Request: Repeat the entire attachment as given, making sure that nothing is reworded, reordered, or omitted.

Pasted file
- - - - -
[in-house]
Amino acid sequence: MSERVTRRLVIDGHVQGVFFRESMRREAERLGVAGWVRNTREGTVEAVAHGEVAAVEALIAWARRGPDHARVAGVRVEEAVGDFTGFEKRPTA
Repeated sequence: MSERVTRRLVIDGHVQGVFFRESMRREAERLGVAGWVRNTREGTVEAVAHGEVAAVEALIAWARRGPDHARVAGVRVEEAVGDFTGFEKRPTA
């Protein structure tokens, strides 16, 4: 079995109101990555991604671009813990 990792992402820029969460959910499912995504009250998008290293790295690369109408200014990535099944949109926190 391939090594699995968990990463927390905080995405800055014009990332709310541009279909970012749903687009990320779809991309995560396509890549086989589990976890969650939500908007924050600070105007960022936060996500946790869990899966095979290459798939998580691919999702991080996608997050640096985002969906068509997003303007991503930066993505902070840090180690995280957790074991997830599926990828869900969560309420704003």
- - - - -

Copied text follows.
[in-house]
Amino acid sequence: MSERVTRRLVIDGHVQGVFFRESMRREAERLGVAGWVRNTREGTVEAVAHGEVAAVEALIAWARRGPDHARVAGVRVEEAVGDFTGFEKRPTA
Repeated sequence: MSERVTRRLVIDGHVQGVFFRESMRREAERLGVAGWVRNTREGTVEAVAHGEVAAVEALIAWARRGPDHARVAGVRVEEAVGDFTGFEKRPTA
């Protein structure tokens, strides 16, 4: 079995109101990555991604671009813990 990792992402820029969460959910499912995504009250998008290293790295690369109408200014990535099944949109926190 391939090594699995968990990463927390905080995405800055014009990332709310541009279909970012749903687009990320779809991309995560396509890549086989589990976890969650939500908007924050600070105007960022936060996500946790869990899966095979290459798939998580691919999702991080996608997050640096985002969906068509997003303007991503930066993505902070840090180690995280957790074991997830599926990828869900969560309420704003």